SPEECH THERAPY


Changing lives in Cambodia

May 6, 2016

The first pilot program in speech therapy in Cambodia was completed recently. OIC volunteer Laurie McGeoghegan visited disability workers, and the children and families whose lives have been measurably improved.

On a recent visit to Siem Reap, Cambodia, I met our disability workers and the children they provide speech therapy to. Sokim, a six year old boy with Down syndrome, cerebral palsy and a cleft palate, most effectively responded to speech therapy when creative techniques were employed.

This involved using animal noises to strengthen muscles in the mouth. This highlighted the adaptability required as a speech therapist in Cambodia and seeing in person the improvements speech therapy makes demonstrates the huge impact it has in Cambodia. Children who two years previously couldn’t swallow properly were now in school. Others who had required full-time care from their parents were among the most popular in their class, and because of their new-found independence their parents could go back to work, ensuring the families sustained livelihood.

Thanks to a $25,000 grant from Speech Pathology Australia (SPA), an independent evaluation of the first pilot program in speech therapy training for disability workers in Cambodia was completed. Questionnaires, interviews and focus groups with the disability workers and families were used to gain the evidence for this evaluation.


The impact of this pilot project was astounding. The number of children who could communicate with their family most of the time increased from 21% to 84% after they had received basic speech therapy. All of the trainees reported that they gained crucial knowledge. The training improved their relationships with the families they helped and allowed them to teach others new skills. 48% of families reported swallowing improvements in their child, 37% clearer speaking and about half reported became more independent. The impact of these statistics can be seen in how some of the children I met were now in school and receiving an education unavailable to them without speech therapy.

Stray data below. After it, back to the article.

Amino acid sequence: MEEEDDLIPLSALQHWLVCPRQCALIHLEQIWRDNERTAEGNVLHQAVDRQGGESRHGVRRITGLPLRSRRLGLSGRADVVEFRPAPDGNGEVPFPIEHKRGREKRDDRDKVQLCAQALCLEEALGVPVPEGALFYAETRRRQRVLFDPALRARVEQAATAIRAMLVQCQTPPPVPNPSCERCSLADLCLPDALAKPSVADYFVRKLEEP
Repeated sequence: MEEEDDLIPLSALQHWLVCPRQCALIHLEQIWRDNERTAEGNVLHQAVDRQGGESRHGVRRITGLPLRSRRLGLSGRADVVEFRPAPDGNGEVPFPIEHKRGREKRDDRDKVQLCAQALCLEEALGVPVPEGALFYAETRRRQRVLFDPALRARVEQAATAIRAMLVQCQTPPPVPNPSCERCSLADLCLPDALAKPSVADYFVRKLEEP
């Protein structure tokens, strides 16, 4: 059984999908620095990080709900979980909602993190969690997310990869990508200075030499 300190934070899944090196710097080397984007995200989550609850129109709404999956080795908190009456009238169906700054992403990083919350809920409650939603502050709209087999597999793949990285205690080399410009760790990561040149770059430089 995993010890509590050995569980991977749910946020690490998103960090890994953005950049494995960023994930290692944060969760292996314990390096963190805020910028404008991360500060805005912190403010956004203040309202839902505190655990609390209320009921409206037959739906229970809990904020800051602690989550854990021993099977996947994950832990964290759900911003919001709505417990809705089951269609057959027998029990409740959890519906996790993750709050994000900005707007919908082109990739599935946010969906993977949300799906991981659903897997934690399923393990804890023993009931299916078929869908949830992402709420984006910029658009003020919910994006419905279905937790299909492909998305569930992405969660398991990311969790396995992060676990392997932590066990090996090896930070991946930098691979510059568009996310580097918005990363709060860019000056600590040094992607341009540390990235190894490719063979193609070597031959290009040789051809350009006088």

The independent evaluator also identified a number of recommendations. These included community education and awareness raising and what aspects of the training worked best. We have taken these recommendations on board, allowing us to help more children, more effectively.

Our mission at OIC is to establish speech therapy university courses and jobs for Cambodians, raise awareness, and influence government policy. This will ensure the over 600,000 people with communication disabilities in Cambodia can receive speech therapy, enabling them to become integral, contributing members of Cambodian society. Key to achieving this mission is working with the Cambodian government. The testimonies, feedback and results from the SPA-funded evaluation will be crucial to ensure the Cambodian government understands, and subsequently supports, the need to establish university-trained Cambodian speech therapists.

When combined, the evaluation and stories such as Sokim’s demonstrate the impact speech therapy has in Cambodia. To further this impact the establishment of a university program and speech therapy as a profession in Cambodia is a necessity.

First Published in SPA’s Speak Out magazine.

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